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self-sustaining growing patches for sustainability  RSS feed

 
Bert de Weert
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hello,
let's say i want to start a big self-sustaining farm. is it possible for crop to, lets say, harvest half of the crops and let the other crops be able to spread the seeds themselves?

thanks,
Bert
 
Paul Cereghino
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Location: South Puget Sound, Salish Sea, Cascadia, North America
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I think this is a useful pattern. The plants that produce lots of seeds are usually annuals or short lived perennials. The grow fast, and make seeds strategy is an adaptation to high disturbance in low stress environments (animals, floods, beaches)... or perhaps to extremely high stress environments where seeds are waiting for a chance rain (desert). Usually humans create their disturbance for them. Another approach is to use animals like chickens or pigs to create the disturbance. Timing is important. The other wild plants that will compete with your crop plants are important to know. Timing may be very important. You may be able to make more mistakes if you have lots of species in your self-seeding crop mix. It is an art form that we are very slowly rediscovering. I suspect if you don't orchestrate a disturbance for too long or your disturbance is too weak, than perennial or rhizomatous species that can withstand your disturbances get the upper hand.
 
Bert de Weert
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so you suggest bringing chickens and/ or pigs in after growing seson and have them spread seeds? but won't they eat the seeds in the proces?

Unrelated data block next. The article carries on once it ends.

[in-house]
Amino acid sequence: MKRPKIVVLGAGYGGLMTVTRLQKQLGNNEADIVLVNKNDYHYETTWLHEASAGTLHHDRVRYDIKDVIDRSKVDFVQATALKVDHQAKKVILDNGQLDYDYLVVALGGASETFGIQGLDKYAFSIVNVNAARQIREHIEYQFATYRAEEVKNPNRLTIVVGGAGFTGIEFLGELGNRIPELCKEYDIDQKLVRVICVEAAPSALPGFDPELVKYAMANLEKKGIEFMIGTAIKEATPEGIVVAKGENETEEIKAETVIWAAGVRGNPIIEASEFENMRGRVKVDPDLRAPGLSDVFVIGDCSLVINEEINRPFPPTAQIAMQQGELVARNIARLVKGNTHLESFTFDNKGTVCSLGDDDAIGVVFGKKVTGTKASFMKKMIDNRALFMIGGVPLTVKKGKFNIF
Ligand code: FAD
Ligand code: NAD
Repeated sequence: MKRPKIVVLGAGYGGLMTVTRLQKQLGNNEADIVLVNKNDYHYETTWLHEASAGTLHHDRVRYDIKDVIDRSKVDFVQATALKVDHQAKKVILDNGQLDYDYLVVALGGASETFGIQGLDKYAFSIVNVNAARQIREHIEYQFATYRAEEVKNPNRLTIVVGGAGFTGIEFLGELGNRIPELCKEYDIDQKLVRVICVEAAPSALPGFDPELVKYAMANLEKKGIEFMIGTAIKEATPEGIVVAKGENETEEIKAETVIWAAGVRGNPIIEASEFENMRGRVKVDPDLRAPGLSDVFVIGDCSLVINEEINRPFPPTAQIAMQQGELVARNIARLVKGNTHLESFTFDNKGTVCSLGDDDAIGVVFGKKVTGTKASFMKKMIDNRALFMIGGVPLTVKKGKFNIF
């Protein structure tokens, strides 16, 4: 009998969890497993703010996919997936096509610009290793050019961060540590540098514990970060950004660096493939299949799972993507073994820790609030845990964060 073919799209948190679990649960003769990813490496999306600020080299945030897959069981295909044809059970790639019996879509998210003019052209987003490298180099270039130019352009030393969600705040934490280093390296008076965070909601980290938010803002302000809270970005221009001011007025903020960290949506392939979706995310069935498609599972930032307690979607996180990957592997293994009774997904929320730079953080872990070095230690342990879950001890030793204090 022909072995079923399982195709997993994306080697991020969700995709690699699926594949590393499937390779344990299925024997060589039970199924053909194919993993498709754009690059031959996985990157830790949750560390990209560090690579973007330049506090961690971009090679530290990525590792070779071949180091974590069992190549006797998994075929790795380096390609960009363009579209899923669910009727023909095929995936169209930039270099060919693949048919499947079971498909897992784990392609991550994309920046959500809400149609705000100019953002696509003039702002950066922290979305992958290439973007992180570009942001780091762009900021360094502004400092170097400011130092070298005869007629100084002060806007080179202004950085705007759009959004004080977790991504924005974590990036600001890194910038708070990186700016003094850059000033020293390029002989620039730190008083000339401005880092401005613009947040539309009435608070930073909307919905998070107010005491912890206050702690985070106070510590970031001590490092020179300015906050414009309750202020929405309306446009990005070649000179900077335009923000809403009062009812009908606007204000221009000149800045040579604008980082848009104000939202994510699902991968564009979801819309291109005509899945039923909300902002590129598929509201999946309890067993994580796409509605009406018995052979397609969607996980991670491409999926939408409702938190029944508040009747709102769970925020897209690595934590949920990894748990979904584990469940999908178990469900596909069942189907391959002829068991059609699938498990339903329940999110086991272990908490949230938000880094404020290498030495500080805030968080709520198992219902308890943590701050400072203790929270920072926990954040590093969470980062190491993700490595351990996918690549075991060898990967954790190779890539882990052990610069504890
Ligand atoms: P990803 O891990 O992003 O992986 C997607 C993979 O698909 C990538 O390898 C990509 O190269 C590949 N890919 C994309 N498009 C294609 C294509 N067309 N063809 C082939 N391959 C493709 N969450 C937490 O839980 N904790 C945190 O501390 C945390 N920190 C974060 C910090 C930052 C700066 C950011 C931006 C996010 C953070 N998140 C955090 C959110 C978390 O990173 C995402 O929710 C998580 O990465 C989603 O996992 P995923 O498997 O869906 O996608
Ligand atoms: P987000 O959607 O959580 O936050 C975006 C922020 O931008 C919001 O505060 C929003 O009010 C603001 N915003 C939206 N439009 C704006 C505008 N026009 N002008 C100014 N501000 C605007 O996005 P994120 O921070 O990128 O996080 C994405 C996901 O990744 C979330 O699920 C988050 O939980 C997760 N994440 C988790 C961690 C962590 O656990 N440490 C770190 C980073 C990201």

Paul Cereghino
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Location: South Puget Sound, Salish Sea, Cascadia, North America
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Quite honestly... I don't know the answer, and I have not seen an robust answer with my own two eyes.

Masanobu fukuoka relied of seeds in clay pellets in his system to reduce bird predation. He did that work but little else. It might depend on the species of plant, and how long you run the animals. Perhaps you might do some kind of animal treatment after 2-3 years, when perennial weeds become stronger? I have gotten a couple of years of kale to regrow, and my garden beds sprout from the seed bank, but eventually the grasses get strong, for me particularly Agrostis stolonifera.

I can't imagine that the chickens would destroy ALL the seeds, and a wild seeding is often to dense for good leaf production, so some thinning of the seed bank might be useful. I have one patch where I am trying to load the seed bank with vegetable seeds, but I run chickens and dump in mulch in winter, and do some spot tillage for the tough weeds. I am hoping to feed myself in spring and summer, and then running the chickens in fall or winter while leaving a vegetable seed crop to mature above chicken height. It hasn't worked well yet. But I see enough success to know it is possible.

For small plots, another type of disturbance could be mulch. In a school plot I just looked under the standing waste of lupine, and found lots of lupine seedlings germinating early in that protected environment. I don't know if they would be doing so well if I had cleared the bed rather than leaving the debris.
 
Peter Ellis
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Location: Central New Jersey
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Bert, your question is very simple, but the answer is very complex. Some crops will re - seed well, some are perennial and do not need to re - seed often, some will spread by rhizomes, or runners OT other non - seed methods. Some crops are dominating plants that will out compete weeds consistently and some are pretty delicate and will lose out to other plants. Especially in a polyculture environment, you may have some crops that will reseed and out compete others you wanted to keep going.
yes, some crops will naturalize, reseed and keep coming back year after year. Some are perennials and keep returning from the same stock without reseeding.
And so, we arrive at the classic Permaculture answer - it depends.
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